Description 1 of 2

 

The name in Italian means “foot of the mountain,” given its location at the foot of the Alps and the Appenine Mountains. These help to moderate the hot and dry summers, with cool, foggy springs and autumns, and frigid winters. There are a whopping 52 DOC/DOCGs zones, with the most famous being Asti (for both Moscato d’Asti and Asti Spumante), the two Barbera districts, Barbaresco, the six Dolcetto districts, the Freisas, the Grignolinos, Langhe, Monferato and of course, Barolo Chinato. Tradition is the region’s most valued currency, and no other region in Italy, perhaps the world, holds as much importance to tradition in respect to sense of place, methods of viticulture and loyalty to craftsmanship as the Piedmontese. In Piedmont there are no IGT’s (a non-specific regional label with loose standards for ingredients and methods).
 
Piedmont has undergone many landlords. It was first settled by the Celtics, then the Greeks, then the Romans, then the marauding Visigoths, even the French when the Savoy family ruled in the 11th century then returned on and off for nearly 500 years starting in the 13th century, based out of Turin. It wasn’t until after World War II that Italy finally became its own republic for good. Wine was always part of the culture, even during the Visigoth era, albeit in a much smaller role. 
 
A vast majority of the grapes of Piedmont are indigenous, or were first planted by early cultures and exist nowhere else in the country. The local “noble” grape is Nebbiolo, which is found in Barolo, Barbaresco, Gattinara, Ghemme and by its own name when it isn’t one of those. Although this is considered the pride of the region, it’s a notoriously pesky grape to grow, inviting comparisons to Burgundy with Pinot Noir, and only accounts for a small percentage of plantings. This is compared to Barbera and Dolcetto, which make up the majority of red grapes planted. Bracchetto, Freisa and Grignolino round out the list of most well known local red varietals. Moscato is the most planted white, along with Cortese (found in Gavi, Colli Tortonese and Alto Monferrato), Arneis (found in Roero), Favorita and Erbaluce. Other “common” grapes such as Cabernet Sauvignon, Pinot Noir, Pinot Bianco and Chardonnay are also produced.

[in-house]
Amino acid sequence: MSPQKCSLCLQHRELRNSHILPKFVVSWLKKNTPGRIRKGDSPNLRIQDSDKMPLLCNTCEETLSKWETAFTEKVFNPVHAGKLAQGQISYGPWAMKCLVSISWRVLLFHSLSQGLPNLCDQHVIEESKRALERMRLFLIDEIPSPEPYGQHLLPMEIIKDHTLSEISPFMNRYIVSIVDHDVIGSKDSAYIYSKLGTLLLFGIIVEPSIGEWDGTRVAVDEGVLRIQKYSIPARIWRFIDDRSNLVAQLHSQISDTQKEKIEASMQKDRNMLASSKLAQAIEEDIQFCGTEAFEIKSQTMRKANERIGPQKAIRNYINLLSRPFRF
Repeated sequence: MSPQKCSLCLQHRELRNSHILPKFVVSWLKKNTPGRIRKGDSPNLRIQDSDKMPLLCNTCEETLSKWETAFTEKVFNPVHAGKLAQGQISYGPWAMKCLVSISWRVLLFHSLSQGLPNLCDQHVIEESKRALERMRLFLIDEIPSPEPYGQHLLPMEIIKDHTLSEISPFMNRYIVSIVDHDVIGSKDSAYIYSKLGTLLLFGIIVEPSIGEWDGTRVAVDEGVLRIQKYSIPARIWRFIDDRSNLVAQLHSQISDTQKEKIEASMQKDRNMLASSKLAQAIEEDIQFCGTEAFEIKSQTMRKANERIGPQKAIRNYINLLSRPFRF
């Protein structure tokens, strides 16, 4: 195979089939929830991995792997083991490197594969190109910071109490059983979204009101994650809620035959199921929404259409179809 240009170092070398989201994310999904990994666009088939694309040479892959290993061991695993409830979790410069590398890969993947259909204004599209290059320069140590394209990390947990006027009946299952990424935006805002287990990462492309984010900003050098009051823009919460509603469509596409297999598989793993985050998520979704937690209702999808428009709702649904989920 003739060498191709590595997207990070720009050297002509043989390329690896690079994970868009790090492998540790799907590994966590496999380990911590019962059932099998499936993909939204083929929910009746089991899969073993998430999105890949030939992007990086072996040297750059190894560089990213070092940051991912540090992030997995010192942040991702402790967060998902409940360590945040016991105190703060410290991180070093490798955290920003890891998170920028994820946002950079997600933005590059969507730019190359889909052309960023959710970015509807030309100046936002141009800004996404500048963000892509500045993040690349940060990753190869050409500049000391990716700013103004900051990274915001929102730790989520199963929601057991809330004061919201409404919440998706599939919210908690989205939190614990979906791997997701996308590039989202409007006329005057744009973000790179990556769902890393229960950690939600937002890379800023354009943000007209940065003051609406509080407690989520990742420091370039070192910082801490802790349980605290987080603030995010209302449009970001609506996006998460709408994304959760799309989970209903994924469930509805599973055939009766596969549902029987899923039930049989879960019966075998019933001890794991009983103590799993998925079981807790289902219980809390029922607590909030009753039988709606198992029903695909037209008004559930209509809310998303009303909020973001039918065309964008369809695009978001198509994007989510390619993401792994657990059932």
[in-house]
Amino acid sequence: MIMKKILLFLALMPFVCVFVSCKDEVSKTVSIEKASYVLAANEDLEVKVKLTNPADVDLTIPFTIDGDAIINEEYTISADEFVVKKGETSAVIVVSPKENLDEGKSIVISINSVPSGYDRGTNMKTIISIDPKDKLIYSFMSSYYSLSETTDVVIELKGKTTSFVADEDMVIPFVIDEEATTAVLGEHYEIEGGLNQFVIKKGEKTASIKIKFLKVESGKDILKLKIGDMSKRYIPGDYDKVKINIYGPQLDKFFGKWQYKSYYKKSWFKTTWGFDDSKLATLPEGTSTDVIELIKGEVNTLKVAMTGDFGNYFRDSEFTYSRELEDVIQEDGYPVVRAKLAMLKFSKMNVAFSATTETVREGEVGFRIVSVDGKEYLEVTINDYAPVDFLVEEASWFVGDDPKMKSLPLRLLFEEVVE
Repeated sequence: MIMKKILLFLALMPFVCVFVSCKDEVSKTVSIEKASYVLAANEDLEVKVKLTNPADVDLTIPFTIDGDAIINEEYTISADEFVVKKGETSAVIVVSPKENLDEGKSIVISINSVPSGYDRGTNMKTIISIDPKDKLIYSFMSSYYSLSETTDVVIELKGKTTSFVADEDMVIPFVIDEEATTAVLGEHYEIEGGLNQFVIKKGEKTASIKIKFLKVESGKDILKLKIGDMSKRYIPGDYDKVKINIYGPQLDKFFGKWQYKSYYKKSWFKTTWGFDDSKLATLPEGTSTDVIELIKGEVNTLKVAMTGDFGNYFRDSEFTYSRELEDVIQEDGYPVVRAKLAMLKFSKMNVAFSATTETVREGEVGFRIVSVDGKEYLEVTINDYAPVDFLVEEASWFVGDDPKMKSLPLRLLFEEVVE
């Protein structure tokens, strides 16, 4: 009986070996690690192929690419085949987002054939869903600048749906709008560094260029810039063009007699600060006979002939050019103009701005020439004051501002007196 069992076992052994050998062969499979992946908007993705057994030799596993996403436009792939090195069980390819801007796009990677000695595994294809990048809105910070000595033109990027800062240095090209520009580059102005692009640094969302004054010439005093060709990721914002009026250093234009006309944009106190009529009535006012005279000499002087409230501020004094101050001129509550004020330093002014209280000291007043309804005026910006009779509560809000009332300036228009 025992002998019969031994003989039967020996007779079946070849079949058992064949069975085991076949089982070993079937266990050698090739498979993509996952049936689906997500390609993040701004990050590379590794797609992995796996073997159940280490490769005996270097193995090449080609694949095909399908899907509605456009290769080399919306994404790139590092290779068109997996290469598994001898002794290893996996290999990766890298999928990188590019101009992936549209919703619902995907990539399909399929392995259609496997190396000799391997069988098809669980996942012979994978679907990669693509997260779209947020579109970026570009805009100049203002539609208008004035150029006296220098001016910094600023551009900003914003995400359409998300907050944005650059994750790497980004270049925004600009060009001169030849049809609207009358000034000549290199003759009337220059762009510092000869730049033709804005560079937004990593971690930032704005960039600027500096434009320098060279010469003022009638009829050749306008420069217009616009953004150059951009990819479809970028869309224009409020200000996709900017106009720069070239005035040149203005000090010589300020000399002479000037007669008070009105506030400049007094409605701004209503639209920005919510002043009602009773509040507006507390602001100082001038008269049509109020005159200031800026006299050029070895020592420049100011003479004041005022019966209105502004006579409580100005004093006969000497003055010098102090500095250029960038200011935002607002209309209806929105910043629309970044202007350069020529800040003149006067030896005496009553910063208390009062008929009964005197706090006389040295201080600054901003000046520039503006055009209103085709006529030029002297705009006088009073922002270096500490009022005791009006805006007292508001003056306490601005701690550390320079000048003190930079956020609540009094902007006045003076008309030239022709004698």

It should be noted that Vermouth has its roots in Piedmont, with Benedetto Carpano making the first version of it in his shop near the Turin Stock Exchange. Martini and Rossi, who produce both the ubiquitous dry and red Vermouths and of course, Asti Spumante are also based here. ~Amanda Schuster
 
– Description from Amanda Schuster

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Description 2 of 2

Piedmont is surrounded on three sides by the Alps, including the Monviso (Mont Vis), where the Po rises, and the Monte Rosa. It borders with France, Switzerland and the Italian regions of Lombardy, Liguria, Emilia-Romagna and Aosta Valley. The Geography of Piedmont is that of a territory predominantly mountainous, 43.3%, but with extensive areas of hills which represent 30.3% of the territory, and of plains (26.4%). Piedmont is the second largest of the 20 administrative regions of Italy, after Sicily.

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